In another experiment, Tanous, lying in a darkened, sound-attenuated room, was asked to go out-of-body and view the image displayed in a specially-constructed eighteen-inch cube suspended from the ceiling. Sensitive strain-gauge sensors were placed in front of the viewing window. In 197 trials over twenty sessions, Tanous called the image correctly 114 times and incorrectly 93 times The strain gauge was affected on the same trials as the ‘hits’ were made. Osis interpreted these results as supporting Rhine’s contention that ESP and PK go together, as well as of the possibility for consciousness to separate from the body.34
Deathbed Observations by Physicians and Nurses (1961). (Parapsychological Monographs No. 3). New York: Parapsychology Foundation.
At the Hour of Death (1977, with Erlendur Haraldsson). New York: Avon Books.
At the Hour of Death: A New Look at Evidence for Life after Death (3rd ed.) (1997, with Erlendur Haraldsson). [Revised ed. of At the Hour of Death, Avon Books, New York.] Norwalk, Connecticut, USA: Hastings House. [Reprinted 2012 by White Crow Books, Hove, UK.]
Osis's more important articles are listed in the Literature section, below. A comprehensive bibliography of his works,35 published in the Journal of the American Society for Psychical Research in 1998, may be viewed here.
Erlendur Haraldsson and James G Matlock
Alvarado, C.S., & White, R.A. (1998). A bibliography of the publications of Karlis Osis. Journal of the American Society for Psychical Research 92, 233-40.
Berger, A. (1988). Karlis Osis. In Lives and Letters in American Parapsychology: A Biographical History, 1850-1987, 315-16. Jefferson, North Caolina, USA: McFarland.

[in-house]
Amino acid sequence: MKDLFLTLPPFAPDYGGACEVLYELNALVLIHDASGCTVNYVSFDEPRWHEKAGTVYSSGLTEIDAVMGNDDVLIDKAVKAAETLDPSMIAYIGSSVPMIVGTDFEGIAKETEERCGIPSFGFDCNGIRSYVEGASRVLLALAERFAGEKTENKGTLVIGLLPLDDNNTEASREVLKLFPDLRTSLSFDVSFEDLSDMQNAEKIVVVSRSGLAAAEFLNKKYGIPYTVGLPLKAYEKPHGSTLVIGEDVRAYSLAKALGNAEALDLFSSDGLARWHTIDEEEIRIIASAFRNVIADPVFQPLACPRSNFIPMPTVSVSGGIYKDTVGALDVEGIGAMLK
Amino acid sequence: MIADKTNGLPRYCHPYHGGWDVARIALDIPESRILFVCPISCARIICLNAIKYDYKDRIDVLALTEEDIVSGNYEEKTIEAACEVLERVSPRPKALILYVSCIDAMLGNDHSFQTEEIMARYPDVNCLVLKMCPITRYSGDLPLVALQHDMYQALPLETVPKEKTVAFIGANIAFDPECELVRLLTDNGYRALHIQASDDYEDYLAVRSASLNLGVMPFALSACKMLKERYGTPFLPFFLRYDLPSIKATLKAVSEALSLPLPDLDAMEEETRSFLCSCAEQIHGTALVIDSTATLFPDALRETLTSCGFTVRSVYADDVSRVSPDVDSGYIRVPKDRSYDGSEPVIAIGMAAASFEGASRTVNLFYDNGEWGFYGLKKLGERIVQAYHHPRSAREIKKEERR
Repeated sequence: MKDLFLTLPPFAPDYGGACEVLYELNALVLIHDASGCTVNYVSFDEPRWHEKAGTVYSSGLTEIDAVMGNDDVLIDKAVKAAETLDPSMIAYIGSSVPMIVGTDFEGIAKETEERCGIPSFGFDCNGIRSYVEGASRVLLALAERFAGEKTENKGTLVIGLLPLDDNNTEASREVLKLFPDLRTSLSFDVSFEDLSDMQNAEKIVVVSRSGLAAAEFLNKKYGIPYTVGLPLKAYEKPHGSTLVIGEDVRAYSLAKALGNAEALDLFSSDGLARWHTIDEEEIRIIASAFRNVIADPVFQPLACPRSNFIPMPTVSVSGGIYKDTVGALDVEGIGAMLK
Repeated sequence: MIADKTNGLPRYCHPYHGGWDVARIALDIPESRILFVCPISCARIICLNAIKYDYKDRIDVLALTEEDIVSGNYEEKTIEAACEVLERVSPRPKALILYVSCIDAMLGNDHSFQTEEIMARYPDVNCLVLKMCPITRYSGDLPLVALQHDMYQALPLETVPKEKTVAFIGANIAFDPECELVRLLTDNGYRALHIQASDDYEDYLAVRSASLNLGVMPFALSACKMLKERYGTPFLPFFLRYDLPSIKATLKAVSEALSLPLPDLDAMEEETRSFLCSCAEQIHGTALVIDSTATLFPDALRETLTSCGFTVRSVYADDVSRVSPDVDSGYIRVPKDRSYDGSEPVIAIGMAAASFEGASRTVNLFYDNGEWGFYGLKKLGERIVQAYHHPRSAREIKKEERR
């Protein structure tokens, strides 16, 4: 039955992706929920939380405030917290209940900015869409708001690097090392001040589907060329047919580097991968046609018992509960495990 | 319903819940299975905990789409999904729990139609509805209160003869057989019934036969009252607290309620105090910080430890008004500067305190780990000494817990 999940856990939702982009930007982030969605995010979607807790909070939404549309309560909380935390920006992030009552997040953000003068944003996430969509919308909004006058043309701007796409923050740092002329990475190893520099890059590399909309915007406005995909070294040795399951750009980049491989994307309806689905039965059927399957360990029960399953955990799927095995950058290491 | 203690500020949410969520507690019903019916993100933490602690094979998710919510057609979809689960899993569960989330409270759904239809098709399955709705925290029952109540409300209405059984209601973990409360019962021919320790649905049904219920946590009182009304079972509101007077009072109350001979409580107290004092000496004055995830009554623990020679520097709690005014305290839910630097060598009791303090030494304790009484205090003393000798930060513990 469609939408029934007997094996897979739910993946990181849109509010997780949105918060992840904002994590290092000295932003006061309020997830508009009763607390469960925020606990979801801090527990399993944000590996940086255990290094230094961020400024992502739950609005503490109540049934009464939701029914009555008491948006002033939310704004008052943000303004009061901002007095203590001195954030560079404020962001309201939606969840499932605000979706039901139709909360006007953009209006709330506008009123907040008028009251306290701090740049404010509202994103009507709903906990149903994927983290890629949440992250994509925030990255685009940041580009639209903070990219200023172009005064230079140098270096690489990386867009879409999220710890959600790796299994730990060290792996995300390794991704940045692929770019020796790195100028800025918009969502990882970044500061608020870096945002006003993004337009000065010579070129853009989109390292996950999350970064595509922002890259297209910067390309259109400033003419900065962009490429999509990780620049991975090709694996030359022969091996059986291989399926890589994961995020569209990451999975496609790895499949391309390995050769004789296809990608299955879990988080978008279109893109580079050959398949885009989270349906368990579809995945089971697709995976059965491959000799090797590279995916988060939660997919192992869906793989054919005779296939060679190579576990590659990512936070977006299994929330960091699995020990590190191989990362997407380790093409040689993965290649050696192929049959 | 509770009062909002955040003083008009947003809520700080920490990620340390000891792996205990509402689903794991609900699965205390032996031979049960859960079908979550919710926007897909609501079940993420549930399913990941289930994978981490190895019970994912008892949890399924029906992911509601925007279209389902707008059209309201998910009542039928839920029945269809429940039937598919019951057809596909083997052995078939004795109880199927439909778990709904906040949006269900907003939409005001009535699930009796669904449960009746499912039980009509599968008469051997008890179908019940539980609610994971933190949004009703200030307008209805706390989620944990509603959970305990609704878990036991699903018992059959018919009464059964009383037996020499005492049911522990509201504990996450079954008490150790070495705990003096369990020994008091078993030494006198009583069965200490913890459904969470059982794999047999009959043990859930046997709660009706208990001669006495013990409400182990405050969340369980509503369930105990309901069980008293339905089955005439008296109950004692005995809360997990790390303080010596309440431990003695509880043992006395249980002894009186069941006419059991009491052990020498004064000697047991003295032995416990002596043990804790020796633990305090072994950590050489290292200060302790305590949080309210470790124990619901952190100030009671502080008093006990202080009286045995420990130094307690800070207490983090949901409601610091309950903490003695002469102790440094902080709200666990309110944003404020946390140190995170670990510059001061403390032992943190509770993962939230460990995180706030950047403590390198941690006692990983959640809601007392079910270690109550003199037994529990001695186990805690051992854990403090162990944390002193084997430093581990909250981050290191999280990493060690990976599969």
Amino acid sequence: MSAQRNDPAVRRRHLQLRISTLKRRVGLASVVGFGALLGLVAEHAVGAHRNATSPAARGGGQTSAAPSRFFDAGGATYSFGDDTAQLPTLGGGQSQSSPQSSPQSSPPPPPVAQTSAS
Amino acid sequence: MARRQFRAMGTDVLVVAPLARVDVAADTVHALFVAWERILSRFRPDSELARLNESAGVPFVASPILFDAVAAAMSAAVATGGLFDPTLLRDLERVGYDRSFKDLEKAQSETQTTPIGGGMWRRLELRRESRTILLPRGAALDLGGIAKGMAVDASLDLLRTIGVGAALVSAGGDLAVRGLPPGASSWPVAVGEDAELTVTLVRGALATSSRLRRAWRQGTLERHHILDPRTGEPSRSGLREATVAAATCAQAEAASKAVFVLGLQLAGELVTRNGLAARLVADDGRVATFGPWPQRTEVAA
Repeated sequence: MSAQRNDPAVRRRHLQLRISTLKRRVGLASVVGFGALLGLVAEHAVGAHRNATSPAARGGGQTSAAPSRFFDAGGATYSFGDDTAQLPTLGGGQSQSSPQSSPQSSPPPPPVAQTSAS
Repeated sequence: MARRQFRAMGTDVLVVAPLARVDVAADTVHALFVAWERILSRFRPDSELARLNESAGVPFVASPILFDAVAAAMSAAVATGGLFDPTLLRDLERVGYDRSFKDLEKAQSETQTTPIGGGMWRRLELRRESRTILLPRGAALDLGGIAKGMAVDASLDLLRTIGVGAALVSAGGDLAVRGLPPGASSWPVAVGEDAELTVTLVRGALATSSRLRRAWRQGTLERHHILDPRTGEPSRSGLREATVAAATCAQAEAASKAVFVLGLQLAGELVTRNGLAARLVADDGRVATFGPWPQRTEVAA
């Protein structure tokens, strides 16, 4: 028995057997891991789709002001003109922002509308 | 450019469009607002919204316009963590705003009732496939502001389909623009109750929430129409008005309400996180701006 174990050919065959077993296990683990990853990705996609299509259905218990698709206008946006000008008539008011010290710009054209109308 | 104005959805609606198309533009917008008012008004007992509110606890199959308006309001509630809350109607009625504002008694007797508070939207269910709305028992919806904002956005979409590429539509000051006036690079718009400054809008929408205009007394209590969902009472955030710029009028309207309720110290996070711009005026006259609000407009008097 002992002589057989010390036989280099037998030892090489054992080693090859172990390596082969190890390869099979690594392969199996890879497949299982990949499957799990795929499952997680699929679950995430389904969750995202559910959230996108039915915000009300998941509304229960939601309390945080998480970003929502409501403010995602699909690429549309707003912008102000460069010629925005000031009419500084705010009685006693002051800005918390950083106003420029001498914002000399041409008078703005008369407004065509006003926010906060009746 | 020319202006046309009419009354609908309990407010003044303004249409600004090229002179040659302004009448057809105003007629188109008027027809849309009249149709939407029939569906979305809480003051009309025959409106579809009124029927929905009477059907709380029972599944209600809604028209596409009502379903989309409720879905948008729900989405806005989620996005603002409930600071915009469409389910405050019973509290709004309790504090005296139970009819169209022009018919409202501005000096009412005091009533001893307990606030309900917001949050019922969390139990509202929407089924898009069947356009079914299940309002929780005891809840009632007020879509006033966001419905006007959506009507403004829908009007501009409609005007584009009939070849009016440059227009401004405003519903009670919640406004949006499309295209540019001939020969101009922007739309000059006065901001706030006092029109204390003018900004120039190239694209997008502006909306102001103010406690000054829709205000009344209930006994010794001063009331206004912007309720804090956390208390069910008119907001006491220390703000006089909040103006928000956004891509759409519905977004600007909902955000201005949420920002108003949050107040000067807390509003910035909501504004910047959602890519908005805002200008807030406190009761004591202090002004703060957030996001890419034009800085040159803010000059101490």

Haraldsson, E. (1997). In memory of Karlis Osis. Journal of Parapsychology 61, 253-55.
Haraldsson, E., & Osis, K. (1977). The appearance and disappearance of objects in the presence of Sri Sathya Sai Baba. Journal of the American Society for Psychical Research 71, 33-43.
Osis, K. (1952). A test of the occurence of a psi effect between man and the cat. Journal of Parapsychology 16, 233-56.
Osis, K. (1953). A test of the relationship between ESP and PK. Journal of Parapsychology 17, 298-309.
Osis, K. (1955). Precognition over time intervals of one to thirty-three days. Journal of Parapsychology 19, 82-91.
Osis, K. (1956). ESP tests at long and short distances. Journal of Parapsychology 20, 81-95.
Osis, K. (1966). Linkage experiments with mediums. Journal of the American Society for Psychical Research 60, 92-124.
Osis, K. (1978). Out-of-body research at the American Society for Psychical Research. In Mind beyond the Body: The Mystery of ESP Projection, ed. by D. Scott Rogo. New York: Penguin Books.
Osis, K. (1985). Contributions in recognitions of the the ASPR's centenary: The American Society for Psychical Research 1941-1985: A personal view. Journal of the American Society for Psychical Research 79, 501-30.
Osis, K. (1987). The paranormal: My window to something more. In Men and Women in Parapsychology: Personal Reflections, ed. by R. Pilkington, 120-36. Jefferson, North Carolina, USA: McFarland.